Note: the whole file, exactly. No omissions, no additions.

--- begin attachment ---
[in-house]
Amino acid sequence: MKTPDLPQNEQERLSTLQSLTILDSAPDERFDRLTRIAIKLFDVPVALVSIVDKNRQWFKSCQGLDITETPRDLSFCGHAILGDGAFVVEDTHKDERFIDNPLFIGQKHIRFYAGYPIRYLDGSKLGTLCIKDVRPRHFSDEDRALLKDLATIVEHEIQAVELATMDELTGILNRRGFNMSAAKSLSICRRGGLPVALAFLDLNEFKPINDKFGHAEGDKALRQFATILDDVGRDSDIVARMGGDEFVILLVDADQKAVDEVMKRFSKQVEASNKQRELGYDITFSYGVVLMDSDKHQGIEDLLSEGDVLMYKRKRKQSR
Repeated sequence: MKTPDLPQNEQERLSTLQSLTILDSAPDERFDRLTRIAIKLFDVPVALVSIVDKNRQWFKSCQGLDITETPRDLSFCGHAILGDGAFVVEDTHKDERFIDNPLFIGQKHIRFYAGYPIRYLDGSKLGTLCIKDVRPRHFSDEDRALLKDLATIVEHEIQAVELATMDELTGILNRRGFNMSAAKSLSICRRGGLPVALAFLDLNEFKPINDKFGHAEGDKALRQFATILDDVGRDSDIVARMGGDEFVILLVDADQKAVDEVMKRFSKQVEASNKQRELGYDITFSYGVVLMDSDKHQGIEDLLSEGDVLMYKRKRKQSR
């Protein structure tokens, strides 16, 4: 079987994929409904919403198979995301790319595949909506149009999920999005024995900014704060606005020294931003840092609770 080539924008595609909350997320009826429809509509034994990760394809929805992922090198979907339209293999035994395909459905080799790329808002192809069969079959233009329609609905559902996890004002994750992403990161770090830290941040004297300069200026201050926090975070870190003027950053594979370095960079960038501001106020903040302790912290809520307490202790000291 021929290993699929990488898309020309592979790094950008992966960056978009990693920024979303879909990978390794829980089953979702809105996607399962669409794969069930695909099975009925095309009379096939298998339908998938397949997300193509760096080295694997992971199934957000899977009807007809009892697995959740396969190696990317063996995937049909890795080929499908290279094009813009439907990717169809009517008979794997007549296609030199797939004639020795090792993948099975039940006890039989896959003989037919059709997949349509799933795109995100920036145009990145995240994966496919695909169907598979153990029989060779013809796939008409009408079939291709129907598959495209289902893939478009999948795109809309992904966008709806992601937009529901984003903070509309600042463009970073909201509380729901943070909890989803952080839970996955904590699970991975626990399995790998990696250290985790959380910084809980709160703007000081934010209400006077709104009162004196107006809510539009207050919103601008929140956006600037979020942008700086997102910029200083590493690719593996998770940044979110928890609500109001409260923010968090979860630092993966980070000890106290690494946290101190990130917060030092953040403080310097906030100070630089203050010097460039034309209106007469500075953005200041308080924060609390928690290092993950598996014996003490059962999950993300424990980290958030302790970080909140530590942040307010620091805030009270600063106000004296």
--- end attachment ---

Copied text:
[in-house]
Amino acid sequence: MKTPDLPQNEQERLSTLQSLTILDSAPDERFDRLTRIAIKLFDVPVALVSIVDKNRQWFKSCQGLDITETPRDLSFCGHAILGDGAFVVEDTHKDERFIDNPLFIGQKHIRFYAGYPIRYLDGSKLGTLCIKDVRPRHFSDEDRALLKDLATIVEHEIQAVELATMDELTGILNRRGFNMSAAKSLSICRRGGLPVALAFLDLNEFKPINDKFGHAEGDKALRQFATILDDVGRDSDIVARMGGDEFVILLVDADQKAVDEVMKRFSKQVEASNKQRELGYDITFSYGVVLMDSDKHQGIEDLLSEGDVLMYKRKRKQSR
Repeated sequence: MKTPDLPQNEQERLSTLQSLTILDSAPDERFDRLTRIAIKLFDVPVALVSIVDKNRQWFKSCQGLDITETPRDLSFCGHAILGDGAFVVEDTHKDERFIDNPLFIGQKHIRFYAGYPIRYLDGSKLGTLCIKDVRPRHFSDEDRALLKDLATIVEHEIQAVELATMDELTGILNRRGFNMSAAKSLSICRRGGLPVALAFLDLNEFKPINDKFGHAEGDKALRQFATILDDVGRDSDIVARMGGDEFVILLVDADQKAVDEVMKRFSKQVEASNKQRELGYDITFSYGVVLMDSDKHQGIEDLLSEGDVLMYKRKRKQSR
């Protein structure tokens, strides 16, 4: 079987994929409904919403198979995301790319595949909506149009999920999005024995900014704060606005020294931003840092609770 080539924008595609909350997320009826429809509509034994990760394809929805992922090198979907339209293999035994395909459905080799790329808002192809069969079959233009329609609905559902996890004002994750992403990161770090830290941040004297300069200026201050926090975070870190003027950053594979370095960079960038501001106020903040302790912290809520307490202790000291 021929290993699929990488898309020309592979790094950008992966960056978009990693920024979303879909990978390794829980089953979702809105996607399962669409794969069930695909099975009925095309009379096939298998339908998938397949997300193509760096080295694997992971199934957000899977009807007809009892697995959740396969190696990317063996995937049909890795080929499908290279094009813009439907990717169809009517008979794997007549296609030199797939004639020795090792993948099975039940006890039989896959003989037919059709997949349509799933795109995100920036145009990145995240994966496919695909169907598979153990029989060779013809796939008409009408079939291709129907598959495209289902893939478009999948795109809309992904966008709806992601937009529901984003903070509309600042463009970073909201509380729901943070909890989803952080839970996955904590699970991975626990399995790998990696250290985790959380910084809980709160703007000081934010209400006077709104009162004196107006809510539009207050919103601008929140956006600037979020942008700086997102910029200083590493690719593996998770940044979110928890609500109001409260923010968090979860630092993966980070000890106290690494946290101190990130917060030092953040403080310097906030100070630089203050010097460039034309209106007469500075953005200041308080924060609390928690290092993950598996014996003490059962999950993300424990980290958030302790970080909140530590942040307010620091805030009270600063106000004296």